before the process start (the executable object base address is known) .


Get back to our code, we can see that this entry jumps to the 3rd offset of
the GOT entry, it means that the code calls the dynamic linker's resolution
function dl-resolve() . Some other papers have been describing useful
information gathering with it (check Nergal's phrack 58 or grugq's subversive
dynamic linking paper)


We can note that these 2 offsets are pushed each time a call is done via
the PLT :

- The first is an offset (in octets) in the .rel.plt section of the
program binary . It's used to identify the corresponding symbol for
the function we are trying to get the real absolute address .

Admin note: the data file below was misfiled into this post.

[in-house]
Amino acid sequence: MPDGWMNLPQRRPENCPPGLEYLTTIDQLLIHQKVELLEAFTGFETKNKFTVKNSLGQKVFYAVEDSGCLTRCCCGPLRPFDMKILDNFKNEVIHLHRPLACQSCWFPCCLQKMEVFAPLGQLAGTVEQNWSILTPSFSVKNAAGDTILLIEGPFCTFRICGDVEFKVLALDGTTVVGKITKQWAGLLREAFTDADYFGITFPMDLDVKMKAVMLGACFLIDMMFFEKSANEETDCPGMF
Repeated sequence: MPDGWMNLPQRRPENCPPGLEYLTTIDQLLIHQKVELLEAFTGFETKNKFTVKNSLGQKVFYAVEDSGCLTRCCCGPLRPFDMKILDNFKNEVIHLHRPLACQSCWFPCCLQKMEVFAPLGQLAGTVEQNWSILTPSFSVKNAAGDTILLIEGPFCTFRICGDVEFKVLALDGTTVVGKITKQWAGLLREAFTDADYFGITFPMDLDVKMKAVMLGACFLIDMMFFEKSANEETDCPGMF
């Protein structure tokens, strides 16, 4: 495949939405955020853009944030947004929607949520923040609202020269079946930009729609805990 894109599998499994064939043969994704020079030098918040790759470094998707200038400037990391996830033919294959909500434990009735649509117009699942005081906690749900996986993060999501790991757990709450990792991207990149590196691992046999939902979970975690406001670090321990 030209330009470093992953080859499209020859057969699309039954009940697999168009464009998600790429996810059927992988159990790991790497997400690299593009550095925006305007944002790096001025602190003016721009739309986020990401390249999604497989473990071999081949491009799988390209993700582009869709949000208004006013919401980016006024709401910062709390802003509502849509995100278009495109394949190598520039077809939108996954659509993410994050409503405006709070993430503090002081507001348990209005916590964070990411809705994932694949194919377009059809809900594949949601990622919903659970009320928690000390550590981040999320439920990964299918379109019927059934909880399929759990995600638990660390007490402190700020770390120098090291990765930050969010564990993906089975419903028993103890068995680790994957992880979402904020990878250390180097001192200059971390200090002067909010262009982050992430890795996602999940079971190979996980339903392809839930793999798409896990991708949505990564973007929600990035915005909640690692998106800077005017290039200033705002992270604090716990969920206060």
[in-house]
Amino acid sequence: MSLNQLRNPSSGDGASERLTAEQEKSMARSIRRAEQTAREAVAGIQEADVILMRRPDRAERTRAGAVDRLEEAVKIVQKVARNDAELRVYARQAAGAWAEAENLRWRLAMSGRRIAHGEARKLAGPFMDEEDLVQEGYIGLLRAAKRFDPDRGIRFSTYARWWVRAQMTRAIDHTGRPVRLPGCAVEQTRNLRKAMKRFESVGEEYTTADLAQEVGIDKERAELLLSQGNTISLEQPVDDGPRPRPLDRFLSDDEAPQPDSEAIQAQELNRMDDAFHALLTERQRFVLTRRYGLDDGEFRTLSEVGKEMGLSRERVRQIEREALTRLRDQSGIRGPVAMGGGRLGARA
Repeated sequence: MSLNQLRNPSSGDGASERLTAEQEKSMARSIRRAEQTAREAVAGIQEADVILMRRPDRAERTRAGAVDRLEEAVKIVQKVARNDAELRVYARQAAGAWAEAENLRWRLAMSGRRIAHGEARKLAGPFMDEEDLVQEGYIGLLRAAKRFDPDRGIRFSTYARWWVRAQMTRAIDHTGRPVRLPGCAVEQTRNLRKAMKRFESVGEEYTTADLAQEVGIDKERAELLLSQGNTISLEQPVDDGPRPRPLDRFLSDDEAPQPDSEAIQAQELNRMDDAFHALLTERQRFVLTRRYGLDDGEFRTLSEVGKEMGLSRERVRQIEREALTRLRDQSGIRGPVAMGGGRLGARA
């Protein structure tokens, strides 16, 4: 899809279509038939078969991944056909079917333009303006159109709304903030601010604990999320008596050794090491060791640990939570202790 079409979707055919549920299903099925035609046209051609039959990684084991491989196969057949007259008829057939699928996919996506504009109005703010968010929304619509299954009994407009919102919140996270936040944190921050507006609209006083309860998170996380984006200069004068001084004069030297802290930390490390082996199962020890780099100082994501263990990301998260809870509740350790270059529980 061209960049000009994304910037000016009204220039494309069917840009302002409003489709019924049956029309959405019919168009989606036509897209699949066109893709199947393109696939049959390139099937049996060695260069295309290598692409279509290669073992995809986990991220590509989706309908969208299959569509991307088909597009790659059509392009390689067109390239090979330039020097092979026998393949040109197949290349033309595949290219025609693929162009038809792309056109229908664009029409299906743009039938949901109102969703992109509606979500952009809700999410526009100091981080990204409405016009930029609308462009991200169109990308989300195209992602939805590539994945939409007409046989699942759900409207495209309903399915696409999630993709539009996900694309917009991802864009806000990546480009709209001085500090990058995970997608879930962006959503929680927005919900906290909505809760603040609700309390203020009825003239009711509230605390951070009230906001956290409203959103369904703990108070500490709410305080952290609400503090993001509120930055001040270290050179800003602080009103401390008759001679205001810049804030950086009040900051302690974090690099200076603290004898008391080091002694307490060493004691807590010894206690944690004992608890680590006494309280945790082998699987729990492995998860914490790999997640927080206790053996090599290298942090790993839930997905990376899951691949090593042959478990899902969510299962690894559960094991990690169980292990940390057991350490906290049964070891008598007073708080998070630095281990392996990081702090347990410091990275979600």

- The second one is the offset contained in the 2nd GOT entry
(it's 0x8049454 in our code) .

This information allows us to identify the symbol for which we want to do
a relocation . Let's discover the runtime .got fixup offset with gdb and
the procfs :


bash-2.03$ gdb a.out

(gdb) b called
Breakpoint 1 at 0x80483b7

(gdb) r
Starting program: /home/mayhem/a.out
Breakpoint 1, 0x80483b7 in called ()

(gdb) disassemble called
Dump of assembler code for function called:
0x80483b4 <called>: push %ebp
0x80483b5 <called+1>: mov %esp,%ebp
0x80483b7 <called+3>: push $0x8048428
0x80483bc <called+8>: call 0x80482e8 <puts> <======== LOOK HERE !
0x80483c1 <called+13>: add $0x4,%esp
0x80483c4 <called+16>: leave
0x80483c5 <called+17>: ret
0x80483c6 <called+18>: mov %esi,%esi
End of assembler dump.


What is this routine ?



(gdb) x/3i 0x80482e8
0x80482e8 <puts>: jmp *0x8049460